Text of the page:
Tesla receives ‘ok’ for direct sales in Maryland, also makes progress in China

It has been a busy week for Tesla Motors as the American company not only looks to improve sales in their home country, but also improve their standing in international markets.

The state of Maryland is the latest in the United States to allow Tesla Motors to sell cars through retail locations there after a bill was signed by Maryland Governor Larry Hogan to erase criminal record, as long as Tesla deals in electric or non-fossil fuel burning vehicles, according to a report from Forbes. A separate story from the Wall Street Journal reports, as of last week, that the U.S. Federal Trade Commission sent a letter to a state senator in Michigan to include a provision in an upcoming bill that would simulate what other states have done to allow Tesla to make direct sales there as well.

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The sales will be limited to four locations due to a cap placed by Maryland that is similar to what other states like Pennsylvania and Ohio have done through similar bills. Tesla’s vehicle offerings are currently meeting those required standards set in Maryland and other states that are allowing direct sales.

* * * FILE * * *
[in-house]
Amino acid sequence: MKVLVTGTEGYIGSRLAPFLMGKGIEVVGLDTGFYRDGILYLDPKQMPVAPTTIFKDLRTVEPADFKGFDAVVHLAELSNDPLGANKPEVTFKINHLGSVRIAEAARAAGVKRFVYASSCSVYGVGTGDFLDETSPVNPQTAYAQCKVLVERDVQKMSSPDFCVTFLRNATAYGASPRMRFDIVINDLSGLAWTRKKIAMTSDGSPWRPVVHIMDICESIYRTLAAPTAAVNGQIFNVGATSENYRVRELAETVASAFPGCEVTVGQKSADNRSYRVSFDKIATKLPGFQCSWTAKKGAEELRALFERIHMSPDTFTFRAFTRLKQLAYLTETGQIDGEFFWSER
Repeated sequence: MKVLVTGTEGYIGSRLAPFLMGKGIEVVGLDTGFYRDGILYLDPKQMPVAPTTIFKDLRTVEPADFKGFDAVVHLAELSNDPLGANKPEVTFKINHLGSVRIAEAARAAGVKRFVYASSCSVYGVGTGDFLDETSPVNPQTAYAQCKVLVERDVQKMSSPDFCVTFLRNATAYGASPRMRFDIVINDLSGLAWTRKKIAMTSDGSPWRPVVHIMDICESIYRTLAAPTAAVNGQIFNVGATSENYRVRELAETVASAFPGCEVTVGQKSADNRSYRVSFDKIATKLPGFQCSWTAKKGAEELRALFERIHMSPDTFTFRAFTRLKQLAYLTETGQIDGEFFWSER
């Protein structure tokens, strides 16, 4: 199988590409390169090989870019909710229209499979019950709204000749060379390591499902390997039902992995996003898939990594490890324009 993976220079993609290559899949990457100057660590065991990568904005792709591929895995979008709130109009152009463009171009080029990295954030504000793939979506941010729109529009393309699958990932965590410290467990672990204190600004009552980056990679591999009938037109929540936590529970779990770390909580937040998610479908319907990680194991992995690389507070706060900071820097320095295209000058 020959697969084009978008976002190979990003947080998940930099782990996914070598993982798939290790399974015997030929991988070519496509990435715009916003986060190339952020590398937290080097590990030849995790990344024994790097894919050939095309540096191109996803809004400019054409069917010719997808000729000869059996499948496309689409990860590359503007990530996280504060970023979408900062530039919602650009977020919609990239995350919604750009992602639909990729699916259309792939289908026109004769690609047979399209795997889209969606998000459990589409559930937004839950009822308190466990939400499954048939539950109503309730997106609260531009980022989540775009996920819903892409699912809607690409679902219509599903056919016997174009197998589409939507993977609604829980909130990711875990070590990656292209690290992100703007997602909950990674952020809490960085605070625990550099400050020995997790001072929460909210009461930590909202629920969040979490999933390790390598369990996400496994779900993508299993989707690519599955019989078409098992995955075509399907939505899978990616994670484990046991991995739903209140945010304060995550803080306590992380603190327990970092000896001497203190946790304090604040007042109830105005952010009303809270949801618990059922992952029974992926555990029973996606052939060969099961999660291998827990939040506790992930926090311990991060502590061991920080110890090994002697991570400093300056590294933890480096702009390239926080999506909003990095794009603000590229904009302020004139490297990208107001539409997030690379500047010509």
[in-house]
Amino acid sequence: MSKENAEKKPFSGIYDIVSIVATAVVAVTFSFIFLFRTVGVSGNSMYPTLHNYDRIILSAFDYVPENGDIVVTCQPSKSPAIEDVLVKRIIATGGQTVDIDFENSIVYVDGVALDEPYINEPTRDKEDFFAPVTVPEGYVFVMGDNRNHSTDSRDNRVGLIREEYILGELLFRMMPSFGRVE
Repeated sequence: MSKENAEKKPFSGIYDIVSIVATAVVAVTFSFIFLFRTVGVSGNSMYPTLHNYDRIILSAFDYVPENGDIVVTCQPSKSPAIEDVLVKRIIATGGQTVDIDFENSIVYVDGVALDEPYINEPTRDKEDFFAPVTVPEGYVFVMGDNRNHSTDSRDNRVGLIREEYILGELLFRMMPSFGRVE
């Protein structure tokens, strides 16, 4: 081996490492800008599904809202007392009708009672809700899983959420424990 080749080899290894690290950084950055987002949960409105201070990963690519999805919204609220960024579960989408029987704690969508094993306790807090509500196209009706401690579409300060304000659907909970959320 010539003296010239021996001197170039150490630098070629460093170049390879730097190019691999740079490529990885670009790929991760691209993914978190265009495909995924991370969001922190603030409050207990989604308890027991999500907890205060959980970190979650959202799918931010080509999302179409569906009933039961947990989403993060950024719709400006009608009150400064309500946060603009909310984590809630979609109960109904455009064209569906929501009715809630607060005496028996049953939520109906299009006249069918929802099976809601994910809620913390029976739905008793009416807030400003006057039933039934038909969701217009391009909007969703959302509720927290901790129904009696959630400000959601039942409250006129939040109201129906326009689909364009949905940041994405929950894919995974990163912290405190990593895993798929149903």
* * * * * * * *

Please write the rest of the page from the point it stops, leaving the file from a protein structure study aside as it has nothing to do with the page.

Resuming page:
The victory in Maryland – as well as a recent overturn of a ban in New Jersey – is another for Tesla Motors, which has won the individual state-by-state battles to earn the right to sell directly, but there are still ongoing concerns by legislators in other states like Arizona, Michigan, Texas and West Virginia.

tesla autosOutside of the U.S., Tesla is making updates to their electric cars that will meet charging standards in China. Buyers in the Chinese market had previously had concerns as Tesla had incompatibility in the country’s charging infrastructure that is also being modified national standard for charging stations across the country – although there’s no specific timetable for when it will be complete.

A report from the Wall Street Journal also notes data from the research firm JL Warren Capital says that less than 2,500 cars from Tesla Motors were registered in China during a nine-month span starting in April 2014. Tesla officials will consider sales reaching or surpassing the mark of 5,000 vehicles in 2014 will be a success for the company as they hope to continue deliveries in China.